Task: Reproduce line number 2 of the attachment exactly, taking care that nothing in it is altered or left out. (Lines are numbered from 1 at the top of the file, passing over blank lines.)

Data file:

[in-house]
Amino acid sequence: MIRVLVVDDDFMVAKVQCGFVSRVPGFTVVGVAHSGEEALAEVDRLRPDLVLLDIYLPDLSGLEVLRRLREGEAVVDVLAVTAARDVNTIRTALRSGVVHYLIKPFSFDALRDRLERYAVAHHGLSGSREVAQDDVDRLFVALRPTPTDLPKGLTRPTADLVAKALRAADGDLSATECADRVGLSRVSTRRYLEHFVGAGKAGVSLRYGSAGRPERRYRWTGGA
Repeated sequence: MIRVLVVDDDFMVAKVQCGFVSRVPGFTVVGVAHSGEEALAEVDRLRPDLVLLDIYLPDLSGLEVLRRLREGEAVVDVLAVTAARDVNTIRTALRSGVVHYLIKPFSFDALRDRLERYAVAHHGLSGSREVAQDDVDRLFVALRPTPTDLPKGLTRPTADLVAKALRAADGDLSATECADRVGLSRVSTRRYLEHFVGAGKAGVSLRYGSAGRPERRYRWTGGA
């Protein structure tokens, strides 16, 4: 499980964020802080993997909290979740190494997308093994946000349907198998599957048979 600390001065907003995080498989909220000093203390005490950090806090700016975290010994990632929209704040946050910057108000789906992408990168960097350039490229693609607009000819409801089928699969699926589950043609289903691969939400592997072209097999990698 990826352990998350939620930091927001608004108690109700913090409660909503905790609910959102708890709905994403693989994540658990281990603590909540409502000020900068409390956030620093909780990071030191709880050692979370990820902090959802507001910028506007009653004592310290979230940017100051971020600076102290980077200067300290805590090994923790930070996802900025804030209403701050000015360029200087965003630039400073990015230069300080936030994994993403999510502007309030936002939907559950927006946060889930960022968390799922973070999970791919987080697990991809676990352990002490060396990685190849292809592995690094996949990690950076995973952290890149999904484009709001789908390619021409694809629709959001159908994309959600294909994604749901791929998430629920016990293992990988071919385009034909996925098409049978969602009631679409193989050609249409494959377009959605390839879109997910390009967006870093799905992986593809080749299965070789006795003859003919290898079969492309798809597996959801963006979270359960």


Amino acid sequence: MIRVLVVDDDFMVAKVQCGFVSRVPGFTVVGVAHSGEEALAEVDRLRPDLVLLDIYLPDLSGLEVLRRLREGEAVVDVLAVTAARDVNTIRTALRSGVVHYLIKPFSFDALRDRLERYAVAHHGLSGSREVAQDDVDRLFVALRPTPTDLPKGLTRPTADLVAKALRAADGDLSATECADRVGLSRVSTRRYLEHFVGAGKAGVSLRYGSAGRPERRYRWTGGA